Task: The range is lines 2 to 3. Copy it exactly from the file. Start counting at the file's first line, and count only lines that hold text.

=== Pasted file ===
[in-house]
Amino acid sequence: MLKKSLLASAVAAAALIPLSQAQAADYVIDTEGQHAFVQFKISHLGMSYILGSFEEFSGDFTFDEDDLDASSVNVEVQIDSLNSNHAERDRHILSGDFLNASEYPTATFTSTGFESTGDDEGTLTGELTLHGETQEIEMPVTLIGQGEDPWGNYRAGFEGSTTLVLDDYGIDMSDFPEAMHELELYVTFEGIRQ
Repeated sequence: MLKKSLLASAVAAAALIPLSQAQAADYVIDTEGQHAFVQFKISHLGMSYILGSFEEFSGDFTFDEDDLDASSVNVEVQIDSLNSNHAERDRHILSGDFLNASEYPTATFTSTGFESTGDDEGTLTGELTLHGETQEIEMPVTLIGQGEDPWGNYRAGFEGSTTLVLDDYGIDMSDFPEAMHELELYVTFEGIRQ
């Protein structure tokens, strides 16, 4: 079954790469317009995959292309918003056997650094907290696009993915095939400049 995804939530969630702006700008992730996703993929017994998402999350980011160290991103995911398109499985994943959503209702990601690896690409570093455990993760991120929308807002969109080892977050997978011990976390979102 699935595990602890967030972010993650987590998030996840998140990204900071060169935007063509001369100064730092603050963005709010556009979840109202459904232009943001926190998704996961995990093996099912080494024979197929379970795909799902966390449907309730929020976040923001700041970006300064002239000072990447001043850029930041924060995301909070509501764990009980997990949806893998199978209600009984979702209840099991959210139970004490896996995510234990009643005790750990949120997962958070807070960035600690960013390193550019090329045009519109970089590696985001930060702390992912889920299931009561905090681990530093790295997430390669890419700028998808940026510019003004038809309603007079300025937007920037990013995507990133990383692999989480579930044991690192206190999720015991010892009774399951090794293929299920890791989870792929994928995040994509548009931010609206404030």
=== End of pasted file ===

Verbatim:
Amino acid sequence: MLKKSLLASAVAAAALIPLSQAQAADYVIDTEGQHAFVQFKISHLGMSYILGSFEEFSGDFTFDEDDLDASSVNVEVQIDSLNSNHAERDRHILSGDFLNASEYPTATFTSTGFESTGDDEGTLTGELTLHGETQEIEMPVTLIGQGEDPWGNYRAGFEGSTTLVLDDYGIDMSDFPEAMHELELYVTFEGIRQ
Repeated sequence: MLKKSLLASAVAAAALIPLSQAQAADYVIDTEGQHAFVQFKISHLGMSYILGSFEEFSGDFTFDEDDLDASSVNVEVQIDSLNSNHAERDRHILSGDFLNASEYPTATFTSTGFESTGDDEGTLTGELTLHGETQEIEMPVTLIGQGEDPWGNYRAGFEGSTTLVLDDYGIDMSDFPEAMHELELYVTFEGIRQ